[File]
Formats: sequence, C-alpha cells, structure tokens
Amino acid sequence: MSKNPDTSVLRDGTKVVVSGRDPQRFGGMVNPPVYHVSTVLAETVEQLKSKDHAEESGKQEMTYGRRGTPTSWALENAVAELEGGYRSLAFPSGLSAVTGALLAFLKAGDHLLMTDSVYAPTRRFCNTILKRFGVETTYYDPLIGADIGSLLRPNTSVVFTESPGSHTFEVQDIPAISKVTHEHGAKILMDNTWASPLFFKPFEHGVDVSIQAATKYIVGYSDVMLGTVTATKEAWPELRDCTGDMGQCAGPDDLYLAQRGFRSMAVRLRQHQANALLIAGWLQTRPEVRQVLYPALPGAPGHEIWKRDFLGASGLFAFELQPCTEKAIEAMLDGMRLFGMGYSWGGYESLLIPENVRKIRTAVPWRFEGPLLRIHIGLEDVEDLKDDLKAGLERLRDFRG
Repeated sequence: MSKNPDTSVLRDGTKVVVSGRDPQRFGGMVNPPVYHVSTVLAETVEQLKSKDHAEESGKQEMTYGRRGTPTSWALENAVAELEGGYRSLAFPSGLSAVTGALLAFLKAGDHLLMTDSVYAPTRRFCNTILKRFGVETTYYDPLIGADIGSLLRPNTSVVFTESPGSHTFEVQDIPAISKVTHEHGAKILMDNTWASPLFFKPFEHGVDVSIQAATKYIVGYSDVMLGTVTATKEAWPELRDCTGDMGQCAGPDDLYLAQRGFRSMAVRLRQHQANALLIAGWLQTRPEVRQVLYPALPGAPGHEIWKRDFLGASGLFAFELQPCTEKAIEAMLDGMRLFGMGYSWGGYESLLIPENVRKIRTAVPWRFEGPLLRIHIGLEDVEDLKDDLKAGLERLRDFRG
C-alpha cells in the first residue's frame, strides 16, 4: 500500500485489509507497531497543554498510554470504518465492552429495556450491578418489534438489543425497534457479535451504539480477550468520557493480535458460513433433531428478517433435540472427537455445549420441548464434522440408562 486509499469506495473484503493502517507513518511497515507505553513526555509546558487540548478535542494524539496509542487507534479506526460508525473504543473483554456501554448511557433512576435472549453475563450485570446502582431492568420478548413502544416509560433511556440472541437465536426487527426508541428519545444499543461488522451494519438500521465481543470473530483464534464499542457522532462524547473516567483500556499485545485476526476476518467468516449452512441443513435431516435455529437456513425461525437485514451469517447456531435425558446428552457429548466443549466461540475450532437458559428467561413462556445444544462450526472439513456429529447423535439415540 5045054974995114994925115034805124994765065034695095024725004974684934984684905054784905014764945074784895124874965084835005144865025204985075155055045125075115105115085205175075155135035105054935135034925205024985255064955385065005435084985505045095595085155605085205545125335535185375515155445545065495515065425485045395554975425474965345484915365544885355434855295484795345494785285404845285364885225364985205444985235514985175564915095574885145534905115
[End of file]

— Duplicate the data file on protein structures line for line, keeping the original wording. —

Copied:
Formats: sequence, C-alpha cells, structure tokens
Amino acid sequence: MSKNPDTSVLRDGTKVVVSGRDPQRFGGMVNPPVYHVSTVLAETVEQLKSKDHAEESGKQEMTYGRRGTPTSWALENAVAELEGGYRSLAFPSGLSAVTGALLAFLKAGDHLLMTDSVYAPTRRFCNTILKRFGVETTYYDPLIGADIGSLLRPNTSVVFTESPGSHTFEVQDIPAISKVTHEHGAKILMDNTWASPLFFKPFEHGVDVSIQAATKYIVGYSDVMLGTVTATKEAWPELRDCTGDMGQCAGPDDLYLAQRGFRSMAVRLRQHQANALLIAGWLQTRPEVRQVLYPALPGAPGHEIWKRDFLGASGLFAFELQPCTEKAIEAMLDGMRLFGMGYSWGGYESLLIPENVRKIRTAVPWRFEGPLLRIHIGLEDVEDLKDDLKAGLERLRDFRG
Repeated sequence: MSKNPDTSVLRDGTKVVVSGRDPQRFGGMVNPPVYHVSTVLAETVEQLKSKDHAEESGKQEMTYGRRGTPTSWALENAVAELEGGYRSLAFPSGLSAVTGALLAFLKAGDHLLMTDSVYAPTRRFCNTILKRFGVETTYYDPLIGADIGSLLRPNTSVVFTESPGSHTFEVQDIPAISKVTHEHGAKILMDNTWASPLFFKPFEHGVDVSIQAATKYIVGYSDVMLGTVTATKEAWPELRDCTGDMGQCAGPDDLYLAQRGFRSMAVRLRQHQANALLIAGWLQTRPEVRQVLYPALPGAPGHEIWKRDFLGASGLFAFELQPCTEKAIEAMLDGMRLFGMGYSWGGYESLLIPENVRKIRTAVPWRFEGPLLRIHIGLEDVEDLKDDLKAGLERLRDFRG
C-alpha cells in the first residue's frame, strides 16, 4: 500500500485489509507497531497543554498510554470504518465492552429495556450491578418489534438489543425497534457479535451504539480477550468520557493480535458460513433433531428478517433435540472427537455445549420441548464434522440408562 486509499469506495473484503493502517507513518511497515507505553513526555509546558487540548478535542494524539496509542487507534479506526460508525473504543473483554456501554448511557433512576435472549453475563450485570446502582431492568420478548413502544416509560433511556440472541437465536426487527426508541428519545444499543461488522451494519438500521465481543470473530483464534464499542457522532462524547473516567483500556499485545485476526476476518467468516449452512441443513435431516435455529437456513425461525437485514451469517447456531435425558446428552457429548466443549466461540475450532437458559428467561413462556445444544462450526472439513456429529447423535439415540 5045054974995114994925115034805124994765065034695095024725004974684934984684905054784905014764945074784895124874965084835005144865025204985075155055045125075115105115085205175075155135035105054935135034925205024985255064955385065005435084985505045095595085155605085205545125335535185375515155445545065495515065425485045395554975425474965345484915365544885355434855295484795345494785285404845285364885225364985205444985235514985175564915095574885145534905115